Political Instability is one of the 23 indicators of peace measured by the Global Peace Index. It is an 'internal' indicator of peace, meaning it measures peace within a country.
Political Instability is a qualitative assessment of political instability in a country, forming a response to the question: “Are political institutions sufficiently stable to support the needs of businesses and investors?” This is derived from five sub-indicators, measuring the likelihood of social unrest, the strength of constitutional mechanisms, accountability, international disputes and the likelihood of an antagonistic opposition.
Political Instability is scored on a scale from 1 (most stable) to 5 (most unstable).
In countries that score 1, on average, each of the five sub-indicators is lower (i.e. better) than 5 out of 20.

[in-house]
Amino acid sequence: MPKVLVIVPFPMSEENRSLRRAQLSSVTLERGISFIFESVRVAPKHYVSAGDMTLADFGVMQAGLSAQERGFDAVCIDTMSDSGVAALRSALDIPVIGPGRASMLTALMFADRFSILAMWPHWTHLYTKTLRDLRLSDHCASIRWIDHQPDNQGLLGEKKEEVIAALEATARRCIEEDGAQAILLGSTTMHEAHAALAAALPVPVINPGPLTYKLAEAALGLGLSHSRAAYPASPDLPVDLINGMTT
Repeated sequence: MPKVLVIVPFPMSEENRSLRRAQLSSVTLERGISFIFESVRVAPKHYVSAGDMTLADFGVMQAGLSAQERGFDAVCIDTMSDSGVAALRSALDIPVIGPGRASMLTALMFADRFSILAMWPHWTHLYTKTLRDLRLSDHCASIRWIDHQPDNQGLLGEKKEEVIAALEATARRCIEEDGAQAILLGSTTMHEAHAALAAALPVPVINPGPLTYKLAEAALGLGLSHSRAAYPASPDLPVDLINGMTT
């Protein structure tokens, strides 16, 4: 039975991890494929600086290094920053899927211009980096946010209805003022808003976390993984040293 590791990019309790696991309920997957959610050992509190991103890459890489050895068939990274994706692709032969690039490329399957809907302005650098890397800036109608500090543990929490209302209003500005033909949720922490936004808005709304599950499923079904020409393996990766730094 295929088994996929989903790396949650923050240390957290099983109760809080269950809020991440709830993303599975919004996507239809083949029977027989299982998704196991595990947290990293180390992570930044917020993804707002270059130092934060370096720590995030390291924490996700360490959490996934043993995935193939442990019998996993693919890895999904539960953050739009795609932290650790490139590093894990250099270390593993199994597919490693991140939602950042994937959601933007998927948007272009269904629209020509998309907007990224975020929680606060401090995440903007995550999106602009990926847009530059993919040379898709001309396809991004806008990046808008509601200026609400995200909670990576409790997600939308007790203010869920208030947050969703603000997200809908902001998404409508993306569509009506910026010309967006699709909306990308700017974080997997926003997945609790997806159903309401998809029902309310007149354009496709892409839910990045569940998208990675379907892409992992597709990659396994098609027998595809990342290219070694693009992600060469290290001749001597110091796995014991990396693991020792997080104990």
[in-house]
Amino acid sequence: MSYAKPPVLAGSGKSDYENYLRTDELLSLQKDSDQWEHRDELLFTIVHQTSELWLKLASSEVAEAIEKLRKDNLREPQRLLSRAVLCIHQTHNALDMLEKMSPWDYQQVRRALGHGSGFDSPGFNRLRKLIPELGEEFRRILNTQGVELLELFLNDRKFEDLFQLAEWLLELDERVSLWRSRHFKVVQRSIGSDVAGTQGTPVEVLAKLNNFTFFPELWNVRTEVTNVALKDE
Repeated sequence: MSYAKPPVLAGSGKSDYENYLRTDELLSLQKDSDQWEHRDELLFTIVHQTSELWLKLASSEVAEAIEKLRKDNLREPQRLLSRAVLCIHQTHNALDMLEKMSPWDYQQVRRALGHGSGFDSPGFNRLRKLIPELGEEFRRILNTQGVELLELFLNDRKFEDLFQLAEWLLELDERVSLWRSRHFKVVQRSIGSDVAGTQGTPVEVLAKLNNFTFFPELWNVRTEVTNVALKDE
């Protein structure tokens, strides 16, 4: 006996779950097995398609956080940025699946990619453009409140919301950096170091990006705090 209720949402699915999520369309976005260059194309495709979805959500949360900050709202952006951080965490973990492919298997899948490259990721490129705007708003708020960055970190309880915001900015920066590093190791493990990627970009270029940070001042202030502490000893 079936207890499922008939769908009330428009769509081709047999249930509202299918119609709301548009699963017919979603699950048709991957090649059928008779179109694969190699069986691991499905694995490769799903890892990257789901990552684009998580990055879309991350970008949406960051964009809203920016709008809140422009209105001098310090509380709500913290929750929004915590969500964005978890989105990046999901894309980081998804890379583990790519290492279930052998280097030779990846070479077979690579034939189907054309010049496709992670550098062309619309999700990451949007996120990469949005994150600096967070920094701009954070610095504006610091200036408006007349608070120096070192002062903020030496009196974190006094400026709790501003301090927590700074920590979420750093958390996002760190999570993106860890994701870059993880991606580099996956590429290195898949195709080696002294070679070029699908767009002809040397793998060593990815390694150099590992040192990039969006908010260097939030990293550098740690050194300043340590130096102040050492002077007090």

In countries that score 5, on average, each of the five sub-indicators is higher (i.e. worse) than 15 out of 20.
Political Instability is a qualitative assessment from the Economist Intelligence Unit’s Country Analysis team.
The Global Peace Index is comprised of 23 indicators that measure the existence or absence of violence or the fear of violence. These include:
Ongoing Domestic and International Conflict
Societal safety and security
Find out more about how the Global Peace Index is constructed, what it measures and what the results show in the Global Peace Index Report.Related Articles
The Global Peace Index measures the state of peace in 162 countries according to 23 qualitative and quantitative indicators of peace. Find out more about how the index is constructed, a description of the indicators and the scores.
The Global Peace Index media pack includes multilingual media release, infographics, images, videos and more.
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